I had the pleasure of having lunch with my granddaughter Aubrey today. Much to the chagrin of my grandsons, who will be in school about a week longer, today was her school’s last Friday of this school year. We celebrated the end of school and the beginning of summer with lunch from Sonic.
Aubrey requested corn dogs and a grape slushie, a meal she wouldn’t normally have at school. The first words out of her mouth as we slid into our seats was the revelation that today, the school lunch was….a corn dog! She found that irony funny. At least the school wasn’t serving slushies too!
Lunch times are very short for elementary school aged children. The kids have 20 minutes to get their lunches, eat and line up for recess. I understand the reasoning for the shortened time for eating. It just goes by so fast. I encouraged Aubrey to eat while we chatted about a variety of topics.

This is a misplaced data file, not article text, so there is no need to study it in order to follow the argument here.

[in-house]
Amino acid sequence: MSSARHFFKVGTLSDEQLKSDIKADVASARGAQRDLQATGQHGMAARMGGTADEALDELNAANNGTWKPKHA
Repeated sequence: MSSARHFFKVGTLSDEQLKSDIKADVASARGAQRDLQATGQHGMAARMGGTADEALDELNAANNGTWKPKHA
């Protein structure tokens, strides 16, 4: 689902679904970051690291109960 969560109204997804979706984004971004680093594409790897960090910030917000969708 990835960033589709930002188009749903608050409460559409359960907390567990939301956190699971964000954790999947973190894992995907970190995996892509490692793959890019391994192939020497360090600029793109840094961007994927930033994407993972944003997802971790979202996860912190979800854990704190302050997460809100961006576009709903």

All of my grandchildren are great conversationalists. They share easily about their lives and ask questions about mine. Aubrey and I spoke about the end of school, summer vacation, friends, family, and how I know everyone! Aubrey thinks that because I know several of the teachers at her school. I love watching this bright girl’s eyes sparkle as she talks, and her expressive face. She makes me laugh and stirs my heart with her tender concern for others.
That 20 minutes flew by. One of the teachers in the lunchroom gave Aubrey 5 extra minutes since I was there. As the other first graders were lining up to go outside, Aubrey slurped down the rest of her purple slushie and gathered up her trash to throw in the big bin. I had already hugged her and kissed her good bye and managed to capture a quick selfie of the two of us.
Still seated at the table, I waved to her as she dusted off her hands over the trash bin and turned to trot across the cafeteria to join her classmates. Suddenly Aubrey swung around and ran back to me, a big grin on her face, her arms spread wide. I received the wonderful gift of another hug, a kiss and an “I love you” before she scampered off.
I’ll be having lunch with my three younger grandsons next week, as their school years are concluding too. Dayan, at almost 17, is happy with Chinese food after school. These are precious times. I’m storing up treasures in my heart. I might have left Aubrey at recess with a smile on my face and a joyful tear in my eye.